Donald Trump's remarks Wednesday, in contravention of a promise he made multiple times, that he's going to try to get through the election without releasing his tax returns (only after they are finished being "audited," which will be known only by him) remind us he is not a "presumptive nominee" at all. He is still short of the 1,237 delegates needed. Moreover, those delegates have new and compelling grounds for setting down a condition on his nomination that he may or may not be able to meet: namely, release of past tax returns in keeping with a 40-year tradition.
Mitt Romney signaled how serious is the issue in a Facebook post:
"It is disqualifying for a modern-day presidential nominee to refuse to release tax returns to the voters, especially one who has not been subject to public scrutiny in either military or public service. Tax returns provide the public with its sole confirmation of the veracity of a candidate's representations regarding charities, priorities, wealth, tax conformance and conflicts of interest. Further, while not a likely circumstance, the potential for hidden inappropriate associations with foreign entities, criminal organizations, or other unsavory groups is simply too great a risk to ignore for someone who is seeking to become commander-in-chief."
Even assuming Trump is actually being "audited," Romney points out this is no excuse, especially when running for president. "There is nothing that prevents releasing tax returns that are being audited," he wrote. "Further, he could release returns for the years immediately prior to the years under audit. There is only one logical explanation for Mr. Trump's refusal to release his returns: There is a bombshell in them. Given Mr. Trump's equanimity with other flaws in his history, we can only assume it's a bombshell of unusual size."
By refusing to release his returns, Trump is saying he puts his own financial and personal interests above the party and the voters. That is something no serious, national party can condone. "This is Trump's bait-and switch-style at its most dangerous. Some Trump delegates and their alternates should write him an open letter demanding his unredacted tax returns," suggests John Fund. "If he declines, they should declare they will abstain on the first ballot of the convention, driving him below the number needed to nominate. The delegates should not give Republicans a time bomb that could help take down GOP control of the House or the Senate, or both."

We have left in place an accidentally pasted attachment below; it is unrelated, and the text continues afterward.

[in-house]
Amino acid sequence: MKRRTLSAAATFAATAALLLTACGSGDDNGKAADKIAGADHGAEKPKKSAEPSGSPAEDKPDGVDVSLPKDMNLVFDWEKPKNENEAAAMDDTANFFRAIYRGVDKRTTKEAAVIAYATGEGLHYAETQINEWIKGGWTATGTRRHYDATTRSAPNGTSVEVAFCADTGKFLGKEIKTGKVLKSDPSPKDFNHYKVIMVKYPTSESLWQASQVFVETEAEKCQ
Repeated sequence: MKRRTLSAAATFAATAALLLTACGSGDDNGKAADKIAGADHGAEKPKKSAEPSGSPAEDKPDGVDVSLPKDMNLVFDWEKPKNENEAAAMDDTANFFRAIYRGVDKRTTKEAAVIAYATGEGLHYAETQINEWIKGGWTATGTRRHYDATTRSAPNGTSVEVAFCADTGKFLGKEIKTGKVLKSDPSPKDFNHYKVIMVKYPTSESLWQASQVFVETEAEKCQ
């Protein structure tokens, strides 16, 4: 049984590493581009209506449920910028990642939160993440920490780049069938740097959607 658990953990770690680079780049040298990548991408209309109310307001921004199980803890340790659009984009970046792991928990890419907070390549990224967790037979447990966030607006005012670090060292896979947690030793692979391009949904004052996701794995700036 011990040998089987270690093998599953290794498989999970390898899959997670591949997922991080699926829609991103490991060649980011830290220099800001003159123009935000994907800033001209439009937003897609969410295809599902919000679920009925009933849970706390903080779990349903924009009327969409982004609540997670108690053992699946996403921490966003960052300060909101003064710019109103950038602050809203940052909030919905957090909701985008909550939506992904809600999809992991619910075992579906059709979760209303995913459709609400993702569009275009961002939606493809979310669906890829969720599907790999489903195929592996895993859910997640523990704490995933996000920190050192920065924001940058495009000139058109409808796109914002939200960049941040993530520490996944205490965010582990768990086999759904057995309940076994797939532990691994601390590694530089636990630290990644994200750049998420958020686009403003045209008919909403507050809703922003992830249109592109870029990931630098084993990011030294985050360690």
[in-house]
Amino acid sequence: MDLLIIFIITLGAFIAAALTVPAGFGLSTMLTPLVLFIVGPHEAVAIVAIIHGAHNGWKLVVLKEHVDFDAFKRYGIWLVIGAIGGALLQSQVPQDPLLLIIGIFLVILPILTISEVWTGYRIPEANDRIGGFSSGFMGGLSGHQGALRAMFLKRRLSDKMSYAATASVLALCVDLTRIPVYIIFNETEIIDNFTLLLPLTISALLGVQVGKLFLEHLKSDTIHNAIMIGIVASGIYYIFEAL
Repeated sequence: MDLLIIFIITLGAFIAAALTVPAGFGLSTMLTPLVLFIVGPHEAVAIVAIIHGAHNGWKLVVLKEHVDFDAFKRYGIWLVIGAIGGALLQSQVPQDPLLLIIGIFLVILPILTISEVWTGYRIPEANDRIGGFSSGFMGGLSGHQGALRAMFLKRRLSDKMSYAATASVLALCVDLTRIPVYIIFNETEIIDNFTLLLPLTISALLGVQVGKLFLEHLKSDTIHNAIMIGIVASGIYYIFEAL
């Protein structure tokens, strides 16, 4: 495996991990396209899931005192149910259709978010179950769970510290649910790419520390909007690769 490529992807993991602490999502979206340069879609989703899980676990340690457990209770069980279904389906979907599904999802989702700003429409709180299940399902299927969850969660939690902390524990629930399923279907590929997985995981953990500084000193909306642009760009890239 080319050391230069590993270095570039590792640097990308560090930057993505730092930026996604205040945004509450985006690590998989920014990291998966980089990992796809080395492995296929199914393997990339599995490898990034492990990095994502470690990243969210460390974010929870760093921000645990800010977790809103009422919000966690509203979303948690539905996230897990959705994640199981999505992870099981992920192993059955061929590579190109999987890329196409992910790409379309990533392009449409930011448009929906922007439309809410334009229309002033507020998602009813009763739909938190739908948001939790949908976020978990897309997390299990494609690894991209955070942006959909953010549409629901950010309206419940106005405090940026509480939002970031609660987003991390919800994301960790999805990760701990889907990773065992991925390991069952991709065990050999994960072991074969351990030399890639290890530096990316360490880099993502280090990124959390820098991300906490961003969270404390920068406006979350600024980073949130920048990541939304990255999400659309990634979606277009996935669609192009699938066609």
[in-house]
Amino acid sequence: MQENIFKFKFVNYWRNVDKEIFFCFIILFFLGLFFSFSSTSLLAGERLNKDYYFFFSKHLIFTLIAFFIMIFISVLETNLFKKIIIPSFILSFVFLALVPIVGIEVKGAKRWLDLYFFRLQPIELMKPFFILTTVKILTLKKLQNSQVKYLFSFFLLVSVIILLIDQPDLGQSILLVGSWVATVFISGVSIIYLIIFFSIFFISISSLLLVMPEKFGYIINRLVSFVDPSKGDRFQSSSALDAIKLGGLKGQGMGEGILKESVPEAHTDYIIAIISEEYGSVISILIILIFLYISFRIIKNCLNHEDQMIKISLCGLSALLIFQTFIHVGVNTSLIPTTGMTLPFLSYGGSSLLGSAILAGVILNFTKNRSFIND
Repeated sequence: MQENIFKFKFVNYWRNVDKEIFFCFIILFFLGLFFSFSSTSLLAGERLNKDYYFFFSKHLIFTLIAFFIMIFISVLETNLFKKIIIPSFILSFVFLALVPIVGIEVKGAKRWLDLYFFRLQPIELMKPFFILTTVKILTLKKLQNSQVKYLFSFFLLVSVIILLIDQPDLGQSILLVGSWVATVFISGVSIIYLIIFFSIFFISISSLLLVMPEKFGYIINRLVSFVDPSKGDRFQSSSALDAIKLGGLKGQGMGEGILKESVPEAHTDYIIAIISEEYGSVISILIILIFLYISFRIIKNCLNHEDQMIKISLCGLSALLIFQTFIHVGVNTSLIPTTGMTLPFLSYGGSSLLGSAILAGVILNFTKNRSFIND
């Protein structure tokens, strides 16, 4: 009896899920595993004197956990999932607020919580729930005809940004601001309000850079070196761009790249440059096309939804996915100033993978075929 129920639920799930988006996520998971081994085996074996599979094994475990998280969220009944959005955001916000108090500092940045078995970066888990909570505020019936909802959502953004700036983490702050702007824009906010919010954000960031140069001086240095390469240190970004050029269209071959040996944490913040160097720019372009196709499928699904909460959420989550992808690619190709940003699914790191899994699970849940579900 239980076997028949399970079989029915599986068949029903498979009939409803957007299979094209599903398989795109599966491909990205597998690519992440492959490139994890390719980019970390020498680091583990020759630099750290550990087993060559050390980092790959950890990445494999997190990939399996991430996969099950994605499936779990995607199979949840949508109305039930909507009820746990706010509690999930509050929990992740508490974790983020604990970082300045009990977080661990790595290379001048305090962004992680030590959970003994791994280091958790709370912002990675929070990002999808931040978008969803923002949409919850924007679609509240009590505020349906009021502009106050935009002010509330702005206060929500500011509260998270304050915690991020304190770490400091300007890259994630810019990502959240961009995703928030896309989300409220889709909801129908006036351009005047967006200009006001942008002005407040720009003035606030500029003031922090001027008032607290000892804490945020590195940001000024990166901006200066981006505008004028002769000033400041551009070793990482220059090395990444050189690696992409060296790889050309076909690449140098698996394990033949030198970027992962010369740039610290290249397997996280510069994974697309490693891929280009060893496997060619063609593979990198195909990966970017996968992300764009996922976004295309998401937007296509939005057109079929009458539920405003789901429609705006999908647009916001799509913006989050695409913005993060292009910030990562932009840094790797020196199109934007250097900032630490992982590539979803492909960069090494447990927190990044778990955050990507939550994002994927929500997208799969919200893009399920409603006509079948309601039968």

A longtime delegate guru stressed to me in a phone interview that the media -- at Trump's and the RNC's urging -- has badly jumped the gun in dubbing Trump the presumptive nominee. When you have a delegation this divided with this many concerns, the biggest thing -- maybe the only thing -- that matters now is the rules committee. With appointees from each delegation, it will hold the power to, for example, open the floor up to all candidates on the first ballot. It could insist on financial disclosure by any and all candidates prior to the nomination. It could include a "conscience clause" making clear that bound delegates may vote their conscience based on new information revealed subsequent to their selection. The possibilities are infinite.
The backlash over Trump's reneging on the release of his tax returns should, but likely won't, put a halt to the talk about Trump as inevitable. There is now every reason -- and plenty of means -- to contest the nomination at the convention. Moreover, if Trump's character flaws, flip-flops and campaign ineptitude (now he says he will build his campaign on mass gatherings, not data collection) have not been enough to spur a third candidate search, the refusal of the nominee to release his taxes, setting a ticking time bomb for the fall, should remove any doubt about the need for a backup plan. Mitt Romney sounds prepared. Anyone else want to give it a try?
Jennifer Rubin writes the Right Turn blog for The Washington Post, offering reported opinion from a conservative perspective.